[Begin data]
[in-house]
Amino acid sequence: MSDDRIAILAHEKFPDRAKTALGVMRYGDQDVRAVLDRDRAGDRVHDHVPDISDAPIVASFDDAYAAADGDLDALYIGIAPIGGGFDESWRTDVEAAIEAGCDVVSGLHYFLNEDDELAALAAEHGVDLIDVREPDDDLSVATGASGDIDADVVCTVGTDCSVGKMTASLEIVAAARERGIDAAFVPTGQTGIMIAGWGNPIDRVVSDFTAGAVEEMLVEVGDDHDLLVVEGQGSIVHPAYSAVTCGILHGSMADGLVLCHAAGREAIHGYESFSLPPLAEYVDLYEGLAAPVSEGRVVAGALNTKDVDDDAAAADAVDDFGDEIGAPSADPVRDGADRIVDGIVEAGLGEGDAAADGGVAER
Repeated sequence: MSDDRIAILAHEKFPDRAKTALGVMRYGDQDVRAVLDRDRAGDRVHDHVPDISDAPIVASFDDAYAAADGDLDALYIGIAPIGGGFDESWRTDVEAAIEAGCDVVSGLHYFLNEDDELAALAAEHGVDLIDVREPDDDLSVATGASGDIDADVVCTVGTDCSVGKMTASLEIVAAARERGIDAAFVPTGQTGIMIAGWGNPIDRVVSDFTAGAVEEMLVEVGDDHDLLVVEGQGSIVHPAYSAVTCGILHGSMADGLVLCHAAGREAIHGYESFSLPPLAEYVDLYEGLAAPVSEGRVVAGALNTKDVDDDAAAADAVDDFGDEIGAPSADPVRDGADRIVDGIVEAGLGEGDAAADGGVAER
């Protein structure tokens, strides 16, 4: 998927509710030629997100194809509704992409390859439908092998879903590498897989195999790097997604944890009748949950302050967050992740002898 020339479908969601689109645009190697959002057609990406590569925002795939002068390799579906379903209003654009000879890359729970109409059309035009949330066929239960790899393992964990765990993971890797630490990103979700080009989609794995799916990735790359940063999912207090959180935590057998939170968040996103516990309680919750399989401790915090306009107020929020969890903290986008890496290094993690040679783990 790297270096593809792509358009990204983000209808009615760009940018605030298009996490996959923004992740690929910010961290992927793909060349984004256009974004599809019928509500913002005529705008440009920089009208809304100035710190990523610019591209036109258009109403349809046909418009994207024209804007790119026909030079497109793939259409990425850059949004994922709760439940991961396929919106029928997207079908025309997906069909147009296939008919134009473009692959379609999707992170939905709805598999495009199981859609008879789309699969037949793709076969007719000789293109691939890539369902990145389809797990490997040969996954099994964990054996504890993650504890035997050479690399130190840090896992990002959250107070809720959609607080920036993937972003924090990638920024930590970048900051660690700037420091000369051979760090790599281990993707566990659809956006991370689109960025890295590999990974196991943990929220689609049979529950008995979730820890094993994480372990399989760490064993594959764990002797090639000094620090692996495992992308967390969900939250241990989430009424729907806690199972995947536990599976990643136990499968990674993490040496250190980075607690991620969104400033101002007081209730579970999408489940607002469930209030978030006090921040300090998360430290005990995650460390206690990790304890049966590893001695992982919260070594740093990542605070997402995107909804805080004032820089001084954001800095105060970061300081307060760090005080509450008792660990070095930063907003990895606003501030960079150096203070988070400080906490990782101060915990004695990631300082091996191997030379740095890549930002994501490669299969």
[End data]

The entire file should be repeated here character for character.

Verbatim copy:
[in-house]
Amino acid sequence: MSDDRIAILAHEKFPDRAKTALGVMRYGDQDVRAVLDRDRAGDRVHDHVPDISDAPIVASFDDAYAAADGDLDALYIGIAPIGGGFDESWRTDVEAAIEAGCDVVSGLHYFLNEDDELAALAAEHGVDLIDVREPDDDLSVATGASGDIDADVVCTVGTDCSVGKMTASLEIVAAARERGIDAAFVPTGQTGIMIAGWGNPIDRVVSDFTAGAVEEMLVEVGDDHDLLVVEGQGSIVHPAYSAVTCGILHGSMADGLVLCHAAGREAIHGYESFSLPPLAEYVDLYEGLAAPVSEGRVVAGALNTKDVDDDAAAADAVDDFGDEIGAPSADPVRDGADRIVDGIVEAGLGEGDAAADGGVAER
Repeated sequence: MSDDRIAILAHEKFPDRAKTALGVMRYGDQDVRAVLDRDRAGDRVHDHVPDISDAPIVASFDDAYAAADGDLDALYIGIAPIGGGFDESWRTDVEAAIEAGCDVVSGLHYFLNEDDELAALAAEHGVDLIDVREPDDDLSVATGASGDIDADVVCTVGTDCSVGKMTASLEIVAAARERGIDAAFVPTGQTGIMIAGWGNPIDRVVSDFTAGAVEEMLVEVGDDHDLLVVEGQGSIVHPAYSAVTCGILHGSMADGLVLCHAAGREAIHGYESFSLPPLAEYVDLYEGLAAPVSEGRVVAGALNTKDVDDDAAAADAVDDFGDEIGAPSADPVRDGADRIVDGIVEAGLGEGDAAADGGVAER
């Protein structure tokens, strides 16, 4: 998927509710030629997100194809509704992409390859439908092998879903590498897989195999790097997604944890009748949950302050967050992740002898 020339479908969601689109645009190697959002057609990406590569925002795939002068390799579906379903209003654009000879890359729970109409059309035009949330066929239960790899393992964990765990993971890797630490990103979700080009989609794995799916990735790359940063999912207090959180935590057998939170968040996103516990309680919750399989401790915090306009107020929020969890903290986008890496290094993690040679783990 790297270096593809792509358009990204983000209808009615760009940018605030298009996490996959923004992740690929910010961290992927793909060349984004256009974004599809019928509500913002005529705008440009920089009208809304100035710190990523610019591209036109258009109403349809046909418009994207024209804007790119026909030079497109793939259409990425850059949004994922709760439940991961396929919106029928997207079908025309997906069909147009296939008919134009473009692959379609999707992170939905709805598999495009199981859609008879789309699969037949793709076969007719000789293109691939890539369902990145389809797990490997040969996954099994964990054996504890993650504890035997050479690399130190840090896992990002959250107070809720959609607080920036993937972003924090990638920024930590970048900051660690700037420091000369051979760090790599281990993707566990659809956006991370689109960025890295590999990974196991943990929220689609049979529950008995979730820890094993994480372990399989760490064993594959764990002797090639000094620090692996495992992308967390969900939250241990989430009424729907806690199972995947536990599976990643136990499968990674993490040496250190980075607690991620969104400033101002007081209730579970999408489940607002469930209030978030006090921040300090998360430290005990995650460390206690990790304890049966590893001695992982919260070594740093990542605070997402995107909804805080004032820089001084954001800095105060970061300081307060760090005080509450008792660990070095930063907003990895606003501030960079150096203070988070400080906490990782101060915990004695990631300082091996191997030379740095890549930002994501490669299969």